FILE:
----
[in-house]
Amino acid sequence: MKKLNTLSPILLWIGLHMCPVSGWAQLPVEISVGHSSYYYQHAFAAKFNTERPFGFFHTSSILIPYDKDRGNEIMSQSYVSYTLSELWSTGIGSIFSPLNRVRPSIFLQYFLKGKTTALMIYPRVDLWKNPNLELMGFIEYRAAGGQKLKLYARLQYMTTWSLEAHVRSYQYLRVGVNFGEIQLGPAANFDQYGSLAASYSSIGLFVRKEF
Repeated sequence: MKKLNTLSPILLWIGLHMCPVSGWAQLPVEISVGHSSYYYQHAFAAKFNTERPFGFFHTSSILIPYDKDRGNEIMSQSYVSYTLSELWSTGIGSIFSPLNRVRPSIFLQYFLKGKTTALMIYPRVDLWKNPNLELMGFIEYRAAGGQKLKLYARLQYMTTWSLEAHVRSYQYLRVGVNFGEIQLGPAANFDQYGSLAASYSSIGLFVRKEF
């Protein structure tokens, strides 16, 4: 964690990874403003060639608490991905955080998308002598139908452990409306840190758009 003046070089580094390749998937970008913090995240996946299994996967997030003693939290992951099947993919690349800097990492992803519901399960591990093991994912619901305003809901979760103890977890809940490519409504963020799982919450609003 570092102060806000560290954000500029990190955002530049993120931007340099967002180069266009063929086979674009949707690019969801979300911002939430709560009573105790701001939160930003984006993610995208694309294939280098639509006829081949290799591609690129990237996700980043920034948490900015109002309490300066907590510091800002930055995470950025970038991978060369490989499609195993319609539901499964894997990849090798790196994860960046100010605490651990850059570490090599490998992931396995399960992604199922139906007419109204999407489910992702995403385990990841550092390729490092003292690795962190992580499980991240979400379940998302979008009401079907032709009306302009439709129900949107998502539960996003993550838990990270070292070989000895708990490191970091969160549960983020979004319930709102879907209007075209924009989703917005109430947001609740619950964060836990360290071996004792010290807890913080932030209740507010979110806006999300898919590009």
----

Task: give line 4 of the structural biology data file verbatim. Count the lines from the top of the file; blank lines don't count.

């Protein structure tokens, strides 16, 4: 964690990874403003060639608490991905955080998308002598139908452990409306840190758009 003046070089580094390749998937970008913090995240996946299994996967997030003693939290992951099947993919690349800097990492992803519901399960591990093991994912619901305003809901979760103890977890809940490519409504963020799982919450609003 570092102060806000560290954000500029990190955002530049993120931007340099967002180069266009063929086979674009949707690019969801979300911002939430709560009573105790701001939160930003984006993610995208694309294939280098639509006829081949290799591609690129990237996700980043920034948490900015109002309490300066907590510091800002930055995470950025970038991978060369490989499609195993319609539901499964894997990849090798790196994860960046100010605490651990850059570490090599490998992931396995399960992604199922139906007419109204999407489910992702995403385990990841550092390729490092003292690795962190992580499980991240979400379940998302979008009401079907032709009306302009439709129900949107998502539960996003993550838990990270070292070989000895708990490191970091969160549960983020979004319930709102879907209007075209924009989703917005109430947001609740619950964060836990360290071996004792010290807890913080932030209740507010979110806006999300898919590009």